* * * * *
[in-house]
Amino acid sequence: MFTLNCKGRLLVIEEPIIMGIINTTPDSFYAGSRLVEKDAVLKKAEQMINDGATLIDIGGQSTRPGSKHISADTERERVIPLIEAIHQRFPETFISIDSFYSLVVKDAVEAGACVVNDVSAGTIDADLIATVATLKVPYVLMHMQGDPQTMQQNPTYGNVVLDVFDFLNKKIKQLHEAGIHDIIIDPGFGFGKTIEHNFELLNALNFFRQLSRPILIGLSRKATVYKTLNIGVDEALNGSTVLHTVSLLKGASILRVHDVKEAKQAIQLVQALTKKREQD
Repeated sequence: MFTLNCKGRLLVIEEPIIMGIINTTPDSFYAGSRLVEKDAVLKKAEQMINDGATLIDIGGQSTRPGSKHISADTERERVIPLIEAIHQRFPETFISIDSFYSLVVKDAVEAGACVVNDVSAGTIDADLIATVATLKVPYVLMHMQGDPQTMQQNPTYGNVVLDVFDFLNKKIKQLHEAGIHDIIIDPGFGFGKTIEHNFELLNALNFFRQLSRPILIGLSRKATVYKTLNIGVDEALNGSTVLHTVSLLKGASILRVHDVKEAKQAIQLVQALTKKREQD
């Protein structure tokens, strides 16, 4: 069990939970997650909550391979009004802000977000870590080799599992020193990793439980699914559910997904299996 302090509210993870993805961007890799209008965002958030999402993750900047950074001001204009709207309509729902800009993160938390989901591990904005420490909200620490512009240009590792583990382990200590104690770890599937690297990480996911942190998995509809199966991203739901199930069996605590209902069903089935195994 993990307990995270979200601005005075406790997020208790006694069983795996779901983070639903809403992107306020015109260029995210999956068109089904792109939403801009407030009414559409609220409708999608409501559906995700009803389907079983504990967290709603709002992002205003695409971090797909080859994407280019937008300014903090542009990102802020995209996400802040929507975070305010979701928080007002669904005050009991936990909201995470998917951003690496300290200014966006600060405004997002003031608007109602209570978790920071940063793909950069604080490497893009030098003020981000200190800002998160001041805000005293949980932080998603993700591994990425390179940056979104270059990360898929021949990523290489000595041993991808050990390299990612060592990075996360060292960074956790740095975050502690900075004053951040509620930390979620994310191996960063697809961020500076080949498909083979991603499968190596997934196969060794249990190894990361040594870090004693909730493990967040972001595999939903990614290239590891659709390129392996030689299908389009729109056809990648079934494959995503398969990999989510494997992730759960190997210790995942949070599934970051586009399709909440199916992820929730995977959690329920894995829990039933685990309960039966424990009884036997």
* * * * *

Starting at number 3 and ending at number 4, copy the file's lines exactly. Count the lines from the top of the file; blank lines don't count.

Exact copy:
Repeated sequence: MFTLNCKGRLLVIEEPIIMGIINTTPDSFYAGSRLVEKDAVLKKAEQMINDGATLIDIGGQSTRPGSKHISADTERERVIPLIEAIHQRFPETFISIDSFYSLVVKDAVEAGACVVNDVSAGTIDADLIATVATLKVPYVLMHMQGDPQTMQQNPTYGNVVLDVFDFLNKKIKQLHEAGIHDIIIDPGFGFGKTIEHNFELLNALNFFRQLSRPILIGLSRKATVYKTLNIGVDEALNGSTVLHTVSLLKGASILRVHDVKEAKQAIQLVQALTKKREQD
């Protein structure tokens, strides 16, 4: 069990939970997650909550391979009004802000977000870590080799599992020193990793439980699914559910997904299996 302090509210993870993805961007890799209008965002958030999402993750900047950074001001204009709207309509729902800009993160938390989901591990904005420490909200620490512009240009590792583990382990200590104690770890599937690297990480996911942190998995509809199966991203739901199930069996605590209902069903089935195994 993990307990995270979200601005005075406790997020208790006694069983795996779901983070639903809403992107306020015109260029995210999956068109089904792109939403801009407030009414559409609220409708999608409501559906995700009803389907079983504990967290709603709002992002205003695409971090797909080859994407280019937008300014903090542009990102802020995209996400802040929507975070305010979701928080007002669904005050009991936990909201995470998917951003690496300290200014966006600060405004997002003031608007109602209570978790920071940063793909950069604080490497893009030098003020981000200190800002998160001041805000005293949980932080998603993700591994990425390179940056979104270059990360898929021949990523290489000595041993991808050990390299990612060592990075996360060292960074956790740095975050502690900075004053951040509620930390979620994310191996960063697809961020500076080949498909083979991603499968190596997934196969060794249990190894990361040594870090004693909730493990967040972001595999939903990614290239590891659709390129392996030689299908389009729109056809990648079934494959995503398969990999989510494997992730759960190997210790995942949070599934970051586009399709909440199916992820929730995977959690329920894995829990039933685990309960039966424990009884036997």